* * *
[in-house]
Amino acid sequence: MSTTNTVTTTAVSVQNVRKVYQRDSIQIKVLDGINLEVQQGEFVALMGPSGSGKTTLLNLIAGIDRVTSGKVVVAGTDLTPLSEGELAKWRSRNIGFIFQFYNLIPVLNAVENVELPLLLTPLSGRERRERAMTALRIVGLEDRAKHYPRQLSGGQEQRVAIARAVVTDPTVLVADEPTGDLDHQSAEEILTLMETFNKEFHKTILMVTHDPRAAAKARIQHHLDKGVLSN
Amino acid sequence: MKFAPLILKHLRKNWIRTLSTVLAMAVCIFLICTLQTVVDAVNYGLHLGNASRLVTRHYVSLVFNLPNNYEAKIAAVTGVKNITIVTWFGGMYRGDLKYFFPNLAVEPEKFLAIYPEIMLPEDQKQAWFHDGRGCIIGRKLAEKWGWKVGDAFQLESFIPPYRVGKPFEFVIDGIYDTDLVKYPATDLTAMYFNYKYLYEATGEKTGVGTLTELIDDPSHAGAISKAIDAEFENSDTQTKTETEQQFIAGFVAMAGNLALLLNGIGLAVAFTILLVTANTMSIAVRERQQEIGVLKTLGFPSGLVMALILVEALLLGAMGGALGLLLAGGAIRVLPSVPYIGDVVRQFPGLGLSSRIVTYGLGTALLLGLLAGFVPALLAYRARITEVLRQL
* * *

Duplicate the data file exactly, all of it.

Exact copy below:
[in-house]
Amino acid sequence: MSTTNTVTTTAVSVQNVRKVYQRDSIQIKVLDGINLEVQQGEFVALMGPSGSGKTTLLNLIAGIDRVTSGKVVVAGTDLTPLSEGELAKWRSRNIGFIFQFYNLIPVLNAVENVELPLLLTPLSGRERRERAMTALRIVGLEDRAKHYPRQLSGGQEQRVAIARAVVTDPTVLVADEPTGDLDHQSAEEILTLMETFNKEFHKTILMVTHDPRAAAKARIQHHLDKGVLSN
Amino acid sequence: MKFAPLILKHLRKNWIRTLSTVLAMAVCIFLICTLQTVVDAVNYGLHLGNASRLVTRHYVSLVFNLPNNYEAKIAAVTGVKNITIVTWFGGMYRGDLKYFFPNLAVEPEKFLAIYPEIMLPEDQKQAWFHDGRGCIIGRKLAEKWGWKVGDAFQLESFIPPYRVGKPFEFVIDGIYDTDLVKYPATDLTAMYFNYKYLYEATGEKTGVGTLTELIDDPSHAGAISKAIDAEFENSDTQTKTETEQQFIAGFVAMAGNLALLLNGIGLAVAFTILLVTANTMSIAVRERQQEIGVLKTLGFPSGLVMALILVEALLLGAMGGALGLLLAGGAIRVLPSVPYIGDVVRQFPGLGLSSRIVTYGLGTALLLGLLAGFVPALLAYRARITEVLRQL